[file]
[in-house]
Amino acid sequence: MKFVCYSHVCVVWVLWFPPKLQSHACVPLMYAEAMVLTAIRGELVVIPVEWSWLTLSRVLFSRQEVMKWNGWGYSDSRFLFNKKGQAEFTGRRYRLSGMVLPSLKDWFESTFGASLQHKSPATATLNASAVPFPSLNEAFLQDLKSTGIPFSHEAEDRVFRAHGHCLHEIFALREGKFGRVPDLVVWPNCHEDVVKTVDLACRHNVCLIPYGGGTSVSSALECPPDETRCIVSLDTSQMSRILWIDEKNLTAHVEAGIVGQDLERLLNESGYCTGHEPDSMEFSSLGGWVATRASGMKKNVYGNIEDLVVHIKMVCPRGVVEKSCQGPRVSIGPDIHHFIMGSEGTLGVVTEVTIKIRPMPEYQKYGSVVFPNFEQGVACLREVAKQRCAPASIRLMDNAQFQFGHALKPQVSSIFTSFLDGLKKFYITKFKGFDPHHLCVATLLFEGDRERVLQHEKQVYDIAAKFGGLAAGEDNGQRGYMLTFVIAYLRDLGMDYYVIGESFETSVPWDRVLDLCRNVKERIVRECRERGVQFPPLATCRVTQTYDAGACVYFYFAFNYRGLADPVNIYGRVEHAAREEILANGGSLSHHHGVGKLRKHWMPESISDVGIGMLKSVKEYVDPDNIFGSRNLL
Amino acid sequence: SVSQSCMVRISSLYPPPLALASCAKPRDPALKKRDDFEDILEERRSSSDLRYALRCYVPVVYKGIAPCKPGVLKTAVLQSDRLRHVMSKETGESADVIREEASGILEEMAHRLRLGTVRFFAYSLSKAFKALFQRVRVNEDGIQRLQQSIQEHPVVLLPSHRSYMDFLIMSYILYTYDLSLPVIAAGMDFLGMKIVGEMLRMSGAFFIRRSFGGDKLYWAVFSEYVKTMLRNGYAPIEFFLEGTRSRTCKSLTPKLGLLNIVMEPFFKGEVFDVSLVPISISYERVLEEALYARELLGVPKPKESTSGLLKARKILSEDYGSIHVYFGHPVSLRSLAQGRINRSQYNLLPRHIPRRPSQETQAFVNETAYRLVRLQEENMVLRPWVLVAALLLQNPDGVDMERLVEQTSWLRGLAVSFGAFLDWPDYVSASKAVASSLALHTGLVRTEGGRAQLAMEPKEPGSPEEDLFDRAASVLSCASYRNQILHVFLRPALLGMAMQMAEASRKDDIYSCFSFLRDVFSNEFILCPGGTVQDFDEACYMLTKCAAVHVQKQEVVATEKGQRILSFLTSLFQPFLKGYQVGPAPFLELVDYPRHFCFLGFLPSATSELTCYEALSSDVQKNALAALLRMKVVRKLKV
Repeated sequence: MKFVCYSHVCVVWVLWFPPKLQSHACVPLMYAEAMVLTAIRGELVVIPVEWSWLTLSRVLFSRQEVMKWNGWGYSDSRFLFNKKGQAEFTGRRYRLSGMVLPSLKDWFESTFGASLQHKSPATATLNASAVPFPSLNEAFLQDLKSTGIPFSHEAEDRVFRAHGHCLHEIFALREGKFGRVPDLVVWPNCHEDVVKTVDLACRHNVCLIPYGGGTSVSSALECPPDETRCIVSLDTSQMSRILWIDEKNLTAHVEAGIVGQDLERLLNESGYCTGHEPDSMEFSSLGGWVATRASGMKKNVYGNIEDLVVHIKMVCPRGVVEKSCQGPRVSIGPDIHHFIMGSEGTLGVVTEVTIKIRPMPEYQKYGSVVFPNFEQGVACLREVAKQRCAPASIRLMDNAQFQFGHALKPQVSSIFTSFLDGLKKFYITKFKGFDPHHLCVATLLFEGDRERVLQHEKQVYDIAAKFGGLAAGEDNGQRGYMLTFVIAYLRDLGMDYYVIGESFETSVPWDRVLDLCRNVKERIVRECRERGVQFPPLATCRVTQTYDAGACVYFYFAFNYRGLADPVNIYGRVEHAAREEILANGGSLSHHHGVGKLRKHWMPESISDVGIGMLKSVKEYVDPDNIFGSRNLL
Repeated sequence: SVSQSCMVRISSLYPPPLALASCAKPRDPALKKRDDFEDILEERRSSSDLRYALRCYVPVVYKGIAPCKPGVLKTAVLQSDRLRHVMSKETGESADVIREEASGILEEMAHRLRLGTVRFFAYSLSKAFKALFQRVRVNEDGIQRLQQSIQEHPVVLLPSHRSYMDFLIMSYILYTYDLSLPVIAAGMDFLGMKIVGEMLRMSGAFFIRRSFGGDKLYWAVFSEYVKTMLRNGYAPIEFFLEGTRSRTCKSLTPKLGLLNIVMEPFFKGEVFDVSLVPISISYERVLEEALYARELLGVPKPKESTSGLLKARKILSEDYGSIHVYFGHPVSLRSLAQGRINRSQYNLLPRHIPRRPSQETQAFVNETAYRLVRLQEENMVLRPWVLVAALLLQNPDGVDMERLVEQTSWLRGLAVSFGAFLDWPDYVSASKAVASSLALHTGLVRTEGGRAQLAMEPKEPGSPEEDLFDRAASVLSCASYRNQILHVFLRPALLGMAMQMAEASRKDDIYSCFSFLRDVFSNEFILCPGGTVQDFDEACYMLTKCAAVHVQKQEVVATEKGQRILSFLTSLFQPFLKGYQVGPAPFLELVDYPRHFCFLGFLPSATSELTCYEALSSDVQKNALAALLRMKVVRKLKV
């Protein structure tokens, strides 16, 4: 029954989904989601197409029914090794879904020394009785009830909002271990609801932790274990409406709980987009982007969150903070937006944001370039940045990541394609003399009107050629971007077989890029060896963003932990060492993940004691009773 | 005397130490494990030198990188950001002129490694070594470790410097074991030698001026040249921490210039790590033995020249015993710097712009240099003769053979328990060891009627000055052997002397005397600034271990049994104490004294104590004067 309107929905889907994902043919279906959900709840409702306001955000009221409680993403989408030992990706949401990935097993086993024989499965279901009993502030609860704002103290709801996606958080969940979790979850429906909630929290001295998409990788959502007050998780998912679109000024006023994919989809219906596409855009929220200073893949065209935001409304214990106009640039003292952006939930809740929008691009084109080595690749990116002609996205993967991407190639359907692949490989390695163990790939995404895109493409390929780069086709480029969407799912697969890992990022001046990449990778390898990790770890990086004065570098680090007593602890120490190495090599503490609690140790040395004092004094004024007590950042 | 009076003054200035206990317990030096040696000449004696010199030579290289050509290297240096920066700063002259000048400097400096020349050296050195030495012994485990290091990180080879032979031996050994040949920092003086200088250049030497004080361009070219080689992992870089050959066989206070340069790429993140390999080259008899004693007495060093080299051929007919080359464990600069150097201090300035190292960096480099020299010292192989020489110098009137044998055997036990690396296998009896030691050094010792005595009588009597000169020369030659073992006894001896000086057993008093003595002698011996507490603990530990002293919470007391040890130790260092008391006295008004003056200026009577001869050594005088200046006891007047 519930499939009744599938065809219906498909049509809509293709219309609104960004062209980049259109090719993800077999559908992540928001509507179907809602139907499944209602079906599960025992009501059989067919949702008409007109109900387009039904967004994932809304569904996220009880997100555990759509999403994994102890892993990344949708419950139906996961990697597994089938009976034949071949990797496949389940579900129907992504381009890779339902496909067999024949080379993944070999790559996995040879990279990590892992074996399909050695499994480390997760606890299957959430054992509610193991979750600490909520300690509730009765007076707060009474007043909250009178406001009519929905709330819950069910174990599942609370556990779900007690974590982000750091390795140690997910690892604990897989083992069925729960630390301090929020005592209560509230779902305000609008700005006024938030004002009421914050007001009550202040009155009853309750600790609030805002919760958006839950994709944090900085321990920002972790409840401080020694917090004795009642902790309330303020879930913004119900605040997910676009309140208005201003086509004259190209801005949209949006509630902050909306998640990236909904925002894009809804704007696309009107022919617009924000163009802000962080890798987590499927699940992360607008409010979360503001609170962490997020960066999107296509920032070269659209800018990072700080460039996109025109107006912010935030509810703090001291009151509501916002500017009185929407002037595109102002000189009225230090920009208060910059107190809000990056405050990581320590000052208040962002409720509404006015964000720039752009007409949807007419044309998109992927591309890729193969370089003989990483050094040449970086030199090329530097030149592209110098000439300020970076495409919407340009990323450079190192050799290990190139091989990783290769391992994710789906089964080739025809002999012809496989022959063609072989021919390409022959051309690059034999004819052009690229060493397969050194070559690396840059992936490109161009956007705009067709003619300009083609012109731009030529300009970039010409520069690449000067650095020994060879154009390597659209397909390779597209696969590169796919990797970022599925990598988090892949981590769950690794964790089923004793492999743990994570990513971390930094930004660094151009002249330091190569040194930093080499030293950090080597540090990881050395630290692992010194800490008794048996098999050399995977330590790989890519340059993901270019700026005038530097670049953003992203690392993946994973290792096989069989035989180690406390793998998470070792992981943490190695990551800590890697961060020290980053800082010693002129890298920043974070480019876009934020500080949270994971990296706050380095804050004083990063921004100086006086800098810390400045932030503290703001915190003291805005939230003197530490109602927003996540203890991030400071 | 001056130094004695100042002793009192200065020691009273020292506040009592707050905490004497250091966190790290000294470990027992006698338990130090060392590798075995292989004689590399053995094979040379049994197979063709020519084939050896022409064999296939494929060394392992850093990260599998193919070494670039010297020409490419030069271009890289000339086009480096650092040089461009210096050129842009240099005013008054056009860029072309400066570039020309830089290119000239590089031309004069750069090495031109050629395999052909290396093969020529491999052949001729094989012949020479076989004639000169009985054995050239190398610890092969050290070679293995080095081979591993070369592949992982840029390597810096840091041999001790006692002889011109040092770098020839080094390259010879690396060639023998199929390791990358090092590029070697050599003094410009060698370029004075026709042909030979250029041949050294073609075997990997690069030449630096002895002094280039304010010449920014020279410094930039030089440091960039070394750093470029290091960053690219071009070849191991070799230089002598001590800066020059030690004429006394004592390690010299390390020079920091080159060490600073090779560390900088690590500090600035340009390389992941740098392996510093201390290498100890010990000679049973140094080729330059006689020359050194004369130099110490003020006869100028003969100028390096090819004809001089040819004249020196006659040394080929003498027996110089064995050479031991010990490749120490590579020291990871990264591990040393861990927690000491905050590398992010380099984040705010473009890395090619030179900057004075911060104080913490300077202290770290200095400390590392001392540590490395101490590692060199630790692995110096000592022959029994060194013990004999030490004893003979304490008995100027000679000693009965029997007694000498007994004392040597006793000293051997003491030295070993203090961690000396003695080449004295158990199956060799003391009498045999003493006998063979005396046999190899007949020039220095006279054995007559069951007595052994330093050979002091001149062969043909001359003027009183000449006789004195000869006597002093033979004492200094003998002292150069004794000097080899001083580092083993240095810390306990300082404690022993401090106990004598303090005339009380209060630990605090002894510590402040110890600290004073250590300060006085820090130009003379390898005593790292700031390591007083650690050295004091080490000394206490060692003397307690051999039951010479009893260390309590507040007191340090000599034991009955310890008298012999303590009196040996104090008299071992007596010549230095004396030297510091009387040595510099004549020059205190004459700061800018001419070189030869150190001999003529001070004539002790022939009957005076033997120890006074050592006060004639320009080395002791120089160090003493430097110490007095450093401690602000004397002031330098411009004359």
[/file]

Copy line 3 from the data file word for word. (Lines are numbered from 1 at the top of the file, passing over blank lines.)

Amino acid sequence: SVSQSCMVRISSLYPPPLALASCAKPRDPALKKRDDFEDILEERRSSSDLRYALRCYVPVVYKGIAPCKPGVLKTAVLQSDRLRHVMSKETGESADVIREEASGILEEMAHRLRLGTVRFFAYSLSKAFKALFQRVRVNEDGIQRLQQSIQEHPVVLLPSHRSYMDFLIMSYILYTYDLSLPVIAAGMDFLGMKIVGEMLRMSGAFFIRRSFGGDKLYWAVFSEYVKTMLRNGYAPIEFFLEGTRSRTCKSLTPKLGLLNIVMEPFFKGEVFDVSLVPISISYERVLEEALYARELLGVPKPKESTSGLLKARKILSEDYGSIHVYFGHPVSLRSLAQGRINRSQYNLLPRHIPRRPSQETQAFVNETAYRLVRLQEENMVLRPWVLVAALLLQNPDGVDMERLVEQTSWLRGLAVSFGAFLDWPDYVSASKAVASSLALHTGLVRTEGGRAQLAMEPKEPGSPEEDLFDRAASVLSCASYRNQILHVFLRPALLGMAMQMAEASRKDDIYSCFSFLRDVFSNEFILCPGGTVQDFDEACYMLTKCAAVHVQKQEVVATEKGQRILSFLTSLFQPFLKGYQVGPAPFLELVDYPRHFCFLGFLPSATSELTCYEALSSDVQKNALAALLRMKVVRKLKV